Irene listened with delight and even enthusiasm to these sentiments, uttered with ardor and eloquence.

"It is not woman's fault, taking her in the aggregate, that she is so weak in body and mind, and such a passive slave to man's will," continued Mrs. Talbot. "In the retrocession of races toward barbarism mere muscle, in which alone man is superior to woman, prevailed. Physical strength set itself up as master. Might made right. And so unhappy woman was degraded below man, and held to the earth, until nearly all independent life has been crushed out of her. As civilization has lifted nation after nation out of the dark depths of barbarism, the condition of woman physically has been improved. For the sake of his children, if from no better motive, man has come to treat his wife with a more considerate kindness. If she is still but the hewer of his wood and the drawer of his water, he has, in many cases, elevated her to the position of dictatress in these humble affairs. He allows her 'help!' But, mentally and socially, he continues to degrade her. In law she is scarcely recognized, except as a criminal. She is punished if she does wrong, but has no legal protection in her rights as an independent human being. She is only man's shadow. The public opinion that affects her is made by him. The earliest literature of a country is man's expression; and in this man's view of woman is always apparent. The sentiment is repeated generation after generation, and age after age, until the barbarous idea comes down, scarcely questioned, to the days of high civilization, culture and refinement.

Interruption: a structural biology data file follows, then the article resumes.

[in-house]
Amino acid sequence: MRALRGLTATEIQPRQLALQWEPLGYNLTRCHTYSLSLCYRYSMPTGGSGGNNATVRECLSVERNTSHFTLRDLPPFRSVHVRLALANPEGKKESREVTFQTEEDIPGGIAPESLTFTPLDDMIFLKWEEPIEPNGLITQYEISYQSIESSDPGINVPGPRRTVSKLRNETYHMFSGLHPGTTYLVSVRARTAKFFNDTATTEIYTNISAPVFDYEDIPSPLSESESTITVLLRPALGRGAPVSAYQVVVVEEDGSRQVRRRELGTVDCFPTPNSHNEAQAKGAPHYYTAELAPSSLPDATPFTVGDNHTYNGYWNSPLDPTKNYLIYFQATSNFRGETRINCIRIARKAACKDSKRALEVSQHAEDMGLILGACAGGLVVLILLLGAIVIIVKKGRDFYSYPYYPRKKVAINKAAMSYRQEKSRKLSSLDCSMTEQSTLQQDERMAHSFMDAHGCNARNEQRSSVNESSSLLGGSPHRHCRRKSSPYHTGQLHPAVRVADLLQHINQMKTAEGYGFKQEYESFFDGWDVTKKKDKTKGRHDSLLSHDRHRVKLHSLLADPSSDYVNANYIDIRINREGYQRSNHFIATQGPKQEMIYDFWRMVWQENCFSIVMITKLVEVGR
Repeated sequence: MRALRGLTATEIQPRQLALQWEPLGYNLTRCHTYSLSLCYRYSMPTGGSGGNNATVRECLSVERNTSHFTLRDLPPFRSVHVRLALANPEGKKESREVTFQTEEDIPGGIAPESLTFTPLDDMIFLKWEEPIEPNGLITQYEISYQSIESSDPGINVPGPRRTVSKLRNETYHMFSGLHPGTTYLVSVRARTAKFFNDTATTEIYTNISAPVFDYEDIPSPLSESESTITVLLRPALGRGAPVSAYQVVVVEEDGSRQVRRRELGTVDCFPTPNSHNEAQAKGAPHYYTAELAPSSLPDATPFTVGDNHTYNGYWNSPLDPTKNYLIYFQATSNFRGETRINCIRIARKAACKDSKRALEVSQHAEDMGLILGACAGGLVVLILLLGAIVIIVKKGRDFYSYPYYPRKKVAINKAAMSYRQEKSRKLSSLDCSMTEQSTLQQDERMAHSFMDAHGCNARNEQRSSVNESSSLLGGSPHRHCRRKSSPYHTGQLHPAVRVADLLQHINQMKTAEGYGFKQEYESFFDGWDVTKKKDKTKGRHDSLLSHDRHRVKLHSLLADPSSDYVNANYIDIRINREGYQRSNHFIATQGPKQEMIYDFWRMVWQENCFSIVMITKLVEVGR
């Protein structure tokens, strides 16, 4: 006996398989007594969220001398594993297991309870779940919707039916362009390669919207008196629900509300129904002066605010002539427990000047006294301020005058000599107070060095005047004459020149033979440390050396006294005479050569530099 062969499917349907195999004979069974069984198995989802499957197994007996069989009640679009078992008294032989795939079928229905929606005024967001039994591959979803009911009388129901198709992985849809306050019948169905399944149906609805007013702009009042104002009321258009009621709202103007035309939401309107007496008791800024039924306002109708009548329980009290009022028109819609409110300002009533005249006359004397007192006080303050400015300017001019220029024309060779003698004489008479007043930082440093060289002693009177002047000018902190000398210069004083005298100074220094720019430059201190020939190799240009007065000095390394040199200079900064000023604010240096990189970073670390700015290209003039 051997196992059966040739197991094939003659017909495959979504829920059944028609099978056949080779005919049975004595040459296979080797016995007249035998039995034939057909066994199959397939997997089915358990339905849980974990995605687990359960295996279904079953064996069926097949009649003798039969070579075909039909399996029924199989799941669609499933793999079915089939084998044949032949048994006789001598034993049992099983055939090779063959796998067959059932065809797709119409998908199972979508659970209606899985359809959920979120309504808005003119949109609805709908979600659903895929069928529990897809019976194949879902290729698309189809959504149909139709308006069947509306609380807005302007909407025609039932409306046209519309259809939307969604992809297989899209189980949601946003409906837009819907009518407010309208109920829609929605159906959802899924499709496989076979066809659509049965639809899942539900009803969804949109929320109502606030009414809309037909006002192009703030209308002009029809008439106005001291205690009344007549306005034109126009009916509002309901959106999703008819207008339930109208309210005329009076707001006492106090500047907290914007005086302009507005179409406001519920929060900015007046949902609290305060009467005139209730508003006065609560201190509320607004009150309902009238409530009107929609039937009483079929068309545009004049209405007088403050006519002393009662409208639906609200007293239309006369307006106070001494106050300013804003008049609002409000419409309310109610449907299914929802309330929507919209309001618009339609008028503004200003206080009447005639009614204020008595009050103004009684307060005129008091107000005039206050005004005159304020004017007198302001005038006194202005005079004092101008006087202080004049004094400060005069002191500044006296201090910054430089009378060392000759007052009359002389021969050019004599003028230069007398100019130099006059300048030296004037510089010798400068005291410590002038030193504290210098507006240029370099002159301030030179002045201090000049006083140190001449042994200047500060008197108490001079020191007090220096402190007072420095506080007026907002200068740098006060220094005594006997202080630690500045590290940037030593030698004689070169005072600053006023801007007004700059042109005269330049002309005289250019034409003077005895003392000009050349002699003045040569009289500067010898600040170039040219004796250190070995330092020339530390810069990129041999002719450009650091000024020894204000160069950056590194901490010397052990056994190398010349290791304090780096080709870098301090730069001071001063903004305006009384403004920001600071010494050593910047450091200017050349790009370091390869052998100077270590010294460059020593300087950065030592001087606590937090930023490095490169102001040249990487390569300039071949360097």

"Here, my young friend, you have the simple story of woman's degradation in this age of the world. Now, so long as she submits, man will hold her in fetters. Power and dominion are sweet. If a man cannot govern a state, he will be content to govern a household--but govern he will, if he can find anywhere submissive subjects."

"He is born a tyrant; that I have always felt," said Mrs. Emerson. "You see it in a family of sisters and brothers. The boys always attempt to rule their sisters, and if the latter do not submit, then comes discord and contention."